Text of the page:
World News Brief, Thursday November 11

Obama urges cooperation as G20 opens amidst finger-pointing and stalling tactics (+ analysis); Thousands protest Japan's plans to join TPP; Kenyan court rules it has no jurisdiction over pirates; EU to work together on energy security and efficiency; and more

Top of the Agenda: Obama Urges G20 Cooperation amid Skepticism

US President Barack Obama urged the G20 to embrace global cooperation (Reuters) on economic growth as leaders gathered in Seoul, South Korea, while deemphasizing heavily criticized US economic policies. In a letter to G20 leaders Tuesday, Obama said, "When all nations do their part--emerging no less than advanced, surplus no less than deficit--we all benefit from higher growth." But diverging national policies since the financial crisis have called into question the effectiveness of the G20 (NYT) in cultivating cooperation. Growing international concern about the US Federal Reserve's recent move to buy $600 billion in Treasuries is strengthening resistance to US solutions to global imbalances. Some economists say countries like China and Germany are using the issue to divert attention from their own contributions to imbalances. Meanwhile, countries are also loath to cede national sovereignty on G20 efforts to create global recovery and resolution plans for systemically important banks (WSJ). The G20 is expected to defer a decision on whether these institutions should be held to a globally set capital surcharge. It also plans to delegate many tasks on addressing threats to the financial system to national regulators, believing a harmonized global approach would be too complex (FT).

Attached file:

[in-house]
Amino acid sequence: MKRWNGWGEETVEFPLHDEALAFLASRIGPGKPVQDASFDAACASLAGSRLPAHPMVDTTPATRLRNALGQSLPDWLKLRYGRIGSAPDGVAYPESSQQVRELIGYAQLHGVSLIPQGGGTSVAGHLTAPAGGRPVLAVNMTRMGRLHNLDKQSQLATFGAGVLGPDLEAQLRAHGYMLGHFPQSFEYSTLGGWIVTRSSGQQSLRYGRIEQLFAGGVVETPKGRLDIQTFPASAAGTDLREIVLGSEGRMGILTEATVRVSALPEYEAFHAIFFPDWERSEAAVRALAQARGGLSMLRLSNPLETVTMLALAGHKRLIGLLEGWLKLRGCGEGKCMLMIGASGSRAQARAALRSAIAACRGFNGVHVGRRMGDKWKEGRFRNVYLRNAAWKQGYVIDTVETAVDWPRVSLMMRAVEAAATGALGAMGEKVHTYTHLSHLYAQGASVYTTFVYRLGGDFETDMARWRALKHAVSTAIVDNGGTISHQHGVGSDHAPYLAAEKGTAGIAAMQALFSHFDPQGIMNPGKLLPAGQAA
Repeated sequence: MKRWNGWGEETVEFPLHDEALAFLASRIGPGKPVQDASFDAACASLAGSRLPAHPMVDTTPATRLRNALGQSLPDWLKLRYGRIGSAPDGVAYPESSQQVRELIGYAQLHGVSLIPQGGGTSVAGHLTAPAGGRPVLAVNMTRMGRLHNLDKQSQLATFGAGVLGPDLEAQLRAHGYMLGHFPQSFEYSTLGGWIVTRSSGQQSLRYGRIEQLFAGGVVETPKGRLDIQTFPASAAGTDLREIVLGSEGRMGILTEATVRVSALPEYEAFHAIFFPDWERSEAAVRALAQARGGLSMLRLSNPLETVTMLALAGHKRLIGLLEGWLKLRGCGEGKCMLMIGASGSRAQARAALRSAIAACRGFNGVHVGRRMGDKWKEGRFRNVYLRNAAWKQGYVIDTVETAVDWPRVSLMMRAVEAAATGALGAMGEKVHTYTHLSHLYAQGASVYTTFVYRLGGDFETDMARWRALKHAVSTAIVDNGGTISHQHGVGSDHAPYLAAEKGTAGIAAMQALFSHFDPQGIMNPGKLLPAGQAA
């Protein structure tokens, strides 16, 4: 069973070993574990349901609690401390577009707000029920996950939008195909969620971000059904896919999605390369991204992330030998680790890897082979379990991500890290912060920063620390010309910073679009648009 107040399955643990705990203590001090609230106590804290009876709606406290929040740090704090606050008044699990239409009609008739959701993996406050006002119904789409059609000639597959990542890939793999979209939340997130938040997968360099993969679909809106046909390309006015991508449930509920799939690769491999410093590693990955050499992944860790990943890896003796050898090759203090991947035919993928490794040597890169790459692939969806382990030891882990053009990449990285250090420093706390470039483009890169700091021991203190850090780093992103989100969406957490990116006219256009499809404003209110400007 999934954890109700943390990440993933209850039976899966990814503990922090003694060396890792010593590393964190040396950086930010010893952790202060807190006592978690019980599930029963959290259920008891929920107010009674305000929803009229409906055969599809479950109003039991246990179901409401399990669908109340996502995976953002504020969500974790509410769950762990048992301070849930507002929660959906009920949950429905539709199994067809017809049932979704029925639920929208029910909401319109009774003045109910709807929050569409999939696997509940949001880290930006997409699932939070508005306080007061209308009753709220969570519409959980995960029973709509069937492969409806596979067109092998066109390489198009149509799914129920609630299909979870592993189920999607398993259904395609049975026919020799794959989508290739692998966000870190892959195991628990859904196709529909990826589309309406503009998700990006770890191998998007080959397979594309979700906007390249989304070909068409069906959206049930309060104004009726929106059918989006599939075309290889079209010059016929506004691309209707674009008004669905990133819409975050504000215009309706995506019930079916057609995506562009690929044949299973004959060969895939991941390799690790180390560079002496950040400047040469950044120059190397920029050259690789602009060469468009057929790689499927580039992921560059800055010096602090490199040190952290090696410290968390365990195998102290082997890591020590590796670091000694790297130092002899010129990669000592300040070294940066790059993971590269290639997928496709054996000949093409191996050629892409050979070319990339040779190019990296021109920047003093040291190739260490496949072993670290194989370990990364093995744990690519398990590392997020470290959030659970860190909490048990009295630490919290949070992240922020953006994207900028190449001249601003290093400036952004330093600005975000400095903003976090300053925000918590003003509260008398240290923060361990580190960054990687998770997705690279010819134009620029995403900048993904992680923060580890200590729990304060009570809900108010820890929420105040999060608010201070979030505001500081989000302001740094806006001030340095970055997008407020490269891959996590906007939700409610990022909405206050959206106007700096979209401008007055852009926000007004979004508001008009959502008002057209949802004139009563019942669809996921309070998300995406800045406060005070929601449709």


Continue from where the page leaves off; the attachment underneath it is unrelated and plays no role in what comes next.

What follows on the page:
In the Japan Times, Jamie Metzl and Zachary Karabell say one imperative for the G20 will be moving forward with multilateral trade agreements, particularly by completing the Doha Round of trade negotiations.

In the Financial Times, George Magnus says domestic political pressures, especially in China and the United States, will prevent G20 leaders from striking a "grand bargain" to resolve global imbalances

A New York Times editorial says while the Fed's quantitative easing plan is not ideal, the G20 should realize the alternative is prolonged stagnation, or the United States turning "off one of the main sources of global demand and global growth."

The Federal Reserve's move to inject an added $600 billion into the banking system is bad policy, straining the international monetary order and US credibility abroad, writes CFR's Sebastian Mallaby.


This Backgrounder examines the roots of US-China economic imbalances.


PACIFIC RIM: Chinese Credit Agency Cuts US Debt Rating

A leading Chinese credit agency, Dagong Global Credit Rating, cut its rating of US debt (Xinhua) in response to what it sees as deliberate devaluation of the dollar by quantitative easing.

Japan: Thousands of people staged a rally Wednesday in central Tokyo to voice their opposition to Japan's steps to join a US-backed trans-Pacific free trade agreement (JapanTimes), saying it would destroy the country's agriculture sector.



- Obama Lauds Indonesia for Religious Tolerance
- Kenyan Court Deals Blow to Piracy Convictions
- EU Unveils Ten Year Energy Strategy


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